Despite many aspects of the regulation of segmentation being conserved among arthropods, the evolution of novel gene functions has played an important role in the evolution of developmental regulation and the emergence of new segmental structures. Moreover the study of such novel gene functions ...
  8. Gene expression suggests conserved mechanisms patterning the heads of insects and myriapods.

    Developmental Biology 357(1):64 (2011) PMID 21658375

    Segmentation, i.e. the subdivision of the body into serially homologous units, is one of the hallmarks of the arthropods. Arthropod segmentation is best understood in the fly Drosophila melanogaster. But different from the situation in most arthropods in this species all segments are formed from...
  9. Evolutionary plasticity of collier function in head development of diverse arthropods.

    Developmental Biology 344(1):363 (2010) PMID 20457148

    The insect intercalary segment represents a small and appendage-less head segment that is homologous to the second antennal segment of Crustacea and the pedipalpal segment in Chelicerata, which are generally referred to as "tritocerebral segment." In Drosophila, the gene collier (col) has an imp...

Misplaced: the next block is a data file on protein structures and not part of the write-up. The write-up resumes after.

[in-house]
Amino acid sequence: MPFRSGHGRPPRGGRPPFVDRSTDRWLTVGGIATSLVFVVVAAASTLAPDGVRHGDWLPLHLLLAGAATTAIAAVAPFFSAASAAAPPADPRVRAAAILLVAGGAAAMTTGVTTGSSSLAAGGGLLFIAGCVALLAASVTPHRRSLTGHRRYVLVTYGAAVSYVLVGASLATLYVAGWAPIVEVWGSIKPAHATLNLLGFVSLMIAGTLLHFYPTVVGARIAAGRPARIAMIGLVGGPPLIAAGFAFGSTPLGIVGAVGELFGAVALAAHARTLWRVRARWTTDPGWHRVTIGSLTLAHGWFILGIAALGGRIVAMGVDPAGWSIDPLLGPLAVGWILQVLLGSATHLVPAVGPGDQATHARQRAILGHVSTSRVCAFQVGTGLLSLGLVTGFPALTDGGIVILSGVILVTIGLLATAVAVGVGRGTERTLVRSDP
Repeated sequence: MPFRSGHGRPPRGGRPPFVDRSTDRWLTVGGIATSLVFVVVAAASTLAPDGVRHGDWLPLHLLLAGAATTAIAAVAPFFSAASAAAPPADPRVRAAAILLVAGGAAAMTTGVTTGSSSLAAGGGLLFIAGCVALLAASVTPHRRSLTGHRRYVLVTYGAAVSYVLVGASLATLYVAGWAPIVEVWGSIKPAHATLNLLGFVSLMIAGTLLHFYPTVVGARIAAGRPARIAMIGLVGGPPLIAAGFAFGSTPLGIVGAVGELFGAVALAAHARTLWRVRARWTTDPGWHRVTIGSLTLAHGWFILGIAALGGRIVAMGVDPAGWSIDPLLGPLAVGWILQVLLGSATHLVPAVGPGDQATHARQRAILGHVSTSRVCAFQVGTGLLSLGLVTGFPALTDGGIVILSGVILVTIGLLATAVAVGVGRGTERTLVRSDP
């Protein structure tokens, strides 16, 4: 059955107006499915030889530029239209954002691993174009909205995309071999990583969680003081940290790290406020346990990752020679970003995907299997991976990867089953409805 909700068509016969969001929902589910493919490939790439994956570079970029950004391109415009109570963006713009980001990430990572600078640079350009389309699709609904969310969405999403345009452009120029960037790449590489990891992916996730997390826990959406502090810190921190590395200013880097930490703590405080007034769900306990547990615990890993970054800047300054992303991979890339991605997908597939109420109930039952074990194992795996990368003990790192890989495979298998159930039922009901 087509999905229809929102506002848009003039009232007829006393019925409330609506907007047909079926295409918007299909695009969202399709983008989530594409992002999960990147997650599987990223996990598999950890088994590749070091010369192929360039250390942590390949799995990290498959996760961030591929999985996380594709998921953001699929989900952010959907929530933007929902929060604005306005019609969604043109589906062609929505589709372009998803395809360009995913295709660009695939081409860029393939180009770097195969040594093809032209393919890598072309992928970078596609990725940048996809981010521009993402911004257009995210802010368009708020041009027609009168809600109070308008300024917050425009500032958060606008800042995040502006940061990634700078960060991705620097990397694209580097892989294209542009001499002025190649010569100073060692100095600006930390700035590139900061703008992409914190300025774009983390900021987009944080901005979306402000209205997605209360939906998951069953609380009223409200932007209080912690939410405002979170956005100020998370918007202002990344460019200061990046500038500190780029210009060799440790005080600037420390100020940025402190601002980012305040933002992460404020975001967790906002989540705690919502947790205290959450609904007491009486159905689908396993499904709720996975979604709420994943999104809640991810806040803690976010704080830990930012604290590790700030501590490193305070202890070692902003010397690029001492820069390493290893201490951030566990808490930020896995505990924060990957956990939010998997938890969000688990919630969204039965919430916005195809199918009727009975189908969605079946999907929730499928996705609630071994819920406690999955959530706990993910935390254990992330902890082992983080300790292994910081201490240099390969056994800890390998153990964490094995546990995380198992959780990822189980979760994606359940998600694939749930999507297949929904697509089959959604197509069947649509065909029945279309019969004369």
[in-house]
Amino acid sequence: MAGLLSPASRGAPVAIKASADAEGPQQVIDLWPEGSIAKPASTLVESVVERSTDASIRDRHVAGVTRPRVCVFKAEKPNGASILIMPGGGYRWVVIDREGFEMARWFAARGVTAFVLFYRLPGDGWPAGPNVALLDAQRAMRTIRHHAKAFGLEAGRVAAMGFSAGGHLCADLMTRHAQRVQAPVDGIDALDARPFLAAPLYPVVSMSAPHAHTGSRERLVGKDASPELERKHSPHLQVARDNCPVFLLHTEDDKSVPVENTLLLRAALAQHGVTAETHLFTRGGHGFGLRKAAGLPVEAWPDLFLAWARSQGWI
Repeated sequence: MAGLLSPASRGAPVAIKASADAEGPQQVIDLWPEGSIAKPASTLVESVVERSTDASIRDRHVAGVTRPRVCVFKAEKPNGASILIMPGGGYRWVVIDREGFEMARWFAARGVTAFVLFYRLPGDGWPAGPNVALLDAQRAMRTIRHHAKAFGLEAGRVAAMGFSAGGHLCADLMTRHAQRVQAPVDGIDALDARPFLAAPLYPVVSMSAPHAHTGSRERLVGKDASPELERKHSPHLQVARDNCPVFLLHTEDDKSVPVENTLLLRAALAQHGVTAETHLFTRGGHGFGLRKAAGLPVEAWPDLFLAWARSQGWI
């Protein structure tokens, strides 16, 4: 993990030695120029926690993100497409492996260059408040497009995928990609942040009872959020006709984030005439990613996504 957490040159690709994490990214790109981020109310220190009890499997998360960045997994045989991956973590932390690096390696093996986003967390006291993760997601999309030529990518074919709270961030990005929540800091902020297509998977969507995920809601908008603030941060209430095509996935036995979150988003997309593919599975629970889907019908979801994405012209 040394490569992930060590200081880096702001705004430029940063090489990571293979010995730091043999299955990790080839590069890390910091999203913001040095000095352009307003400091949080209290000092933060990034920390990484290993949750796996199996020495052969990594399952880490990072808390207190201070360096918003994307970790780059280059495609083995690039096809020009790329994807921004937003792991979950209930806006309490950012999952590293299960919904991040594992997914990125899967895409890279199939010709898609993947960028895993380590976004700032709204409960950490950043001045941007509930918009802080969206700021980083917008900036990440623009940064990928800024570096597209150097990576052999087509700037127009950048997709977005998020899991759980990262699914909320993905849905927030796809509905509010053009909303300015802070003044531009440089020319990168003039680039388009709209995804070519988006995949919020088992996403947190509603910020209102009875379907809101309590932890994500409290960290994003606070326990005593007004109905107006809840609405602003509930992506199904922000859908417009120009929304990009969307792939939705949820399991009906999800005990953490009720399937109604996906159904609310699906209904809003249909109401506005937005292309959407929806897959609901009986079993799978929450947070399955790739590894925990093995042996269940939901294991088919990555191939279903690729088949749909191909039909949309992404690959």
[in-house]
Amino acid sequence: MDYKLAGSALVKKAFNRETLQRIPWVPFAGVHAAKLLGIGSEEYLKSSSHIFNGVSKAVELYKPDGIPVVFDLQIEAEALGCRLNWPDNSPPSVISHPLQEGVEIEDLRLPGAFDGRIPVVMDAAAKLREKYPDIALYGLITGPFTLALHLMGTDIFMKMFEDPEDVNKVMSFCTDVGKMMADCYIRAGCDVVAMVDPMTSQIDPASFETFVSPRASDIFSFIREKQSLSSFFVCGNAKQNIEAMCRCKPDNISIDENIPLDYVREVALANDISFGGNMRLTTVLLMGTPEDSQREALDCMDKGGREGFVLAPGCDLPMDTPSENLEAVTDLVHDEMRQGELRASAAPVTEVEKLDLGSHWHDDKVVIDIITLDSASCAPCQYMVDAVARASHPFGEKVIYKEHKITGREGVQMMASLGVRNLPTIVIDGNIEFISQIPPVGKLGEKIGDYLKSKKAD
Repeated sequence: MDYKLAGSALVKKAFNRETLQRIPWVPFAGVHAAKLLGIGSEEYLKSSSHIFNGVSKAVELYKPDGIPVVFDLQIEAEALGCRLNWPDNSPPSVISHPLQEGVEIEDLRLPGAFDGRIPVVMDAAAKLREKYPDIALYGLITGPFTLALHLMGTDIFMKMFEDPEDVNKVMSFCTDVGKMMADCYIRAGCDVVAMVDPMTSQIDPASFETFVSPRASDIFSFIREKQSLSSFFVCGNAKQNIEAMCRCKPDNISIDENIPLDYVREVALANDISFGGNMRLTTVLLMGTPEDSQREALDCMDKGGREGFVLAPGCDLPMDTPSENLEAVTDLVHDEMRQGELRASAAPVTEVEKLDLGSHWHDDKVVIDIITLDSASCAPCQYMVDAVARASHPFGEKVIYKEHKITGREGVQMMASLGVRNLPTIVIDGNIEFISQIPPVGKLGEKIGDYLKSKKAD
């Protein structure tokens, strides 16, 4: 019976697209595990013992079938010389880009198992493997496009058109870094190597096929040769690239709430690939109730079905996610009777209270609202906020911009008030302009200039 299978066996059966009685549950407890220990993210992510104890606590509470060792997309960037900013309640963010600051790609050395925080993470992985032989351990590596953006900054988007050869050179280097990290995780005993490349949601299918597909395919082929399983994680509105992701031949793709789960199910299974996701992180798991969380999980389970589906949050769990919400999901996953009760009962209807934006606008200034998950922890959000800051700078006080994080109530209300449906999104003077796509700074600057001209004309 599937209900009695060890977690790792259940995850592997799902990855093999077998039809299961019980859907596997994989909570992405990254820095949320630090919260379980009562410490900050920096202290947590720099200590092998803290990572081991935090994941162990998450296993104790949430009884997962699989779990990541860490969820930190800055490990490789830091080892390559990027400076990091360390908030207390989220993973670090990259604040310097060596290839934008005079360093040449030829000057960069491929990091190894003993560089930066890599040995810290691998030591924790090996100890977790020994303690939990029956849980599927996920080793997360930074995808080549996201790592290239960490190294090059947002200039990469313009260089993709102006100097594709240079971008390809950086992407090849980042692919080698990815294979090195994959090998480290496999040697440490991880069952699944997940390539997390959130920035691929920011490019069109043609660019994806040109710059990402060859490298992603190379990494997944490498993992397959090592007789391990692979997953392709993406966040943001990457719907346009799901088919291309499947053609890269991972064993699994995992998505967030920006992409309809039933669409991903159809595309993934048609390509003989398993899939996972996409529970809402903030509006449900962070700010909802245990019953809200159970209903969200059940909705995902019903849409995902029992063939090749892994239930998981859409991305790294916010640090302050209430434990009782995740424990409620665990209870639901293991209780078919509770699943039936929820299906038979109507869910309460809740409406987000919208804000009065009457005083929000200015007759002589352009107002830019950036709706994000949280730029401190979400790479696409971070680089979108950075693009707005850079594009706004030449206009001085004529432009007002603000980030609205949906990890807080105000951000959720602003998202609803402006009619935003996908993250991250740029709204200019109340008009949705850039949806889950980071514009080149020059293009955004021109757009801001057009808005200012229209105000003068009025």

10. Hox genes and the body plans of chelicerates and pycnogonids.

    Advances in Experimental Medicine and Biology 689:125 (2010) PMID 20795327

    Hox genes are found in all metazoan phyla and are involved in specifying identity along the anterior-posterior body axis. In arthropods, ten different classes of Hox genes can be distinguished, which are expressed in a typical staggered array along the anterior-posterior axis of the embryo in ch...
  11. Conservation, loss, and redeployment of Wnt ligands in protostomes: implications for understanding the evolution of segment formation.

    BMC Evolutionary Biology 10:374 (2010) PMID 21122121 PMCID PMC3003278

    The Wnt genes encode secreted glycoprotein ligands that regulate a wide range of developmental processes, including axis elongation and segmentation. There are thirteen subfamilies of Wnt genes in metazoans and this gene diversity appeared early in animal evolution. The loss of Wnt subfamilies a...
  12. Probing the Drosophila retinal determination gene network in Tribolium (II): The Pax6 genes eyeless and twin of eyeless.

    Developmental Biology 333(1):215 (2009) PMID 19527703

    The Pax6 genes eyeless (ey) and twin of eyeless (toy) are upstream regulators in the retinal determination gene network (RDGN), which instructs the formation of the adult eye primordium in Drosophila. Most animals possess a singleton Pax6 ortholog, but the dependence of eye development on Pax6 i...
  13. hunchback functions as a segmentation gene in the spider Achaearanea tepidariorum.

    Current Biology 19(16):1333 (2009) PMID 19631543

    In insects, the gap gene hunchback (hb) is required for the formation of a set of adjacent segments through the regulation of downstream target genes of the pair rule and segment-polarity classes. In addition, hb is a major regulator of Hox genes and it has been suggested that this is the ancest...